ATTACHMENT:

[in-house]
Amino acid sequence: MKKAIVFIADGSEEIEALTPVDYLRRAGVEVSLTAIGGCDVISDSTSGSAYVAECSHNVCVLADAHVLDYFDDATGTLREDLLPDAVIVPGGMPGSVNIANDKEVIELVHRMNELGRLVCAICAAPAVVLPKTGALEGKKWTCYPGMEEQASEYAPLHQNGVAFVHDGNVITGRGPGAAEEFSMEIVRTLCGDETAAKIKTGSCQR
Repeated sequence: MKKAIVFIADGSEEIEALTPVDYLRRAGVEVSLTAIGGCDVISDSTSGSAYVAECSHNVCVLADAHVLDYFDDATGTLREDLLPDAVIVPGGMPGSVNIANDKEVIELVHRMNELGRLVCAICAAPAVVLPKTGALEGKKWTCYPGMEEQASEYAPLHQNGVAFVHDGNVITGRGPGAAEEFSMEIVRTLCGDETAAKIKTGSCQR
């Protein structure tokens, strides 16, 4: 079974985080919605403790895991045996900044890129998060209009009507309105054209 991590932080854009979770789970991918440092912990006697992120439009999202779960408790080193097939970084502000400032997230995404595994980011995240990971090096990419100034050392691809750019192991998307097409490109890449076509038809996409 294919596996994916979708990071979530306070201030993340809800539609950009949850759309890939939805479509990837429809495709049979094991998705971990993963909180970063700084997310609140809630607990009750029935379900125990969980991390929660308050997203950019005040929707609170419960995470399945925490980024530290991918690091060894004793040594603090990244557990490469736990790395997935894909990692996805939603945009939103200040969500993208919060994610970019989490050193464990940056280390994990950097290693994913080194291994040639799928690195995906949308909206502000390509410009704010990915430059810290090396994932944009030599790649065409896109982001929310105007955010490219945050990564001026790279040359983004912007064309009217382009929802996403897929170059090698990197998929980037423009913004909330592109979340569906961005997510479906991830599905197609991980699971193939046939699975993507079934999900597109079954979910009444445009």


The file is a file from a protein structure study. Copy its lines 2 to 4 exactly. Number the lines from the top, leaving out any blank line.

Amino acid sequence: MKKAIVFIADGSEEIEALTPVDYLRRAGVEVSLTAIGGCDVISDSTSGSAYVAECSHNVCVLADAHVLDYFDDATGTLREDLLPDAVIVPGGMPGSVNIANDKEVIELVHRMNELGRLVCAICAAPAVVLPKTGALEGKKWTCYPGMEEQASEYAPLHQNGVAFVHDGNVITGRGPGAAEEFSMEIVRTLCGDETAAKIKTGSCQR
Repeated sequence: MKKAIVFIADGSEEIEALTPVDYLRRAGVEVSLTAIGGCDVISDSTSGSAYVAECSHNVCVLADAHVLDYFDDATGTLREDLLPDAVIVPGGMPGSVNIANDKEVIELVHRMNELGRLVCAICAAPAVVLPKTGALEGKKWTCYPGMEEQASEYAPLHQNGVAFVHDGNVITGRGPGAAEEFSMEIVRTLCGDETAAKIKTGSCQR
């Protein structure tokens, strides 16, 4: 079974985080919605403790895991045996900044890129998060209009009507309105054209 991590932080854009979770789970991918440092912990006697992120439009999202779960408790080193097939970084502000400032997230995404595994980011995240990971090096990419100034050392691809750019192991998307097409490109890449076509038809996409 294919596996994916979708990071979530306070201030993340809800539609950009949850759309890939939805479509990837429809495709049979094991998705971990993963909180970063700084997310609140809630607990009750029935379900125990969980991390929660308050997203950019005040929707609170419960995470399945925490980024530290991918690091060894004793040594603090990244557990490469736990790395997935894909990692996805939603945009939103200040969500993208919060994610970019989490050193464990940056280390994990950097290693994913080194291994040639799928690195995906949308909206502000390509410009704010990915430059810290090396994932944009030599790649065409896109982001929310105007955010490219945050990564001026790279040359983004912007064309009217382009929802996403897929170059090698990197998929980037423009913004909330592109979340569906961005997510479906991830599905197609991980699971193939046939699975993507079934999900597109079954979910009444445009």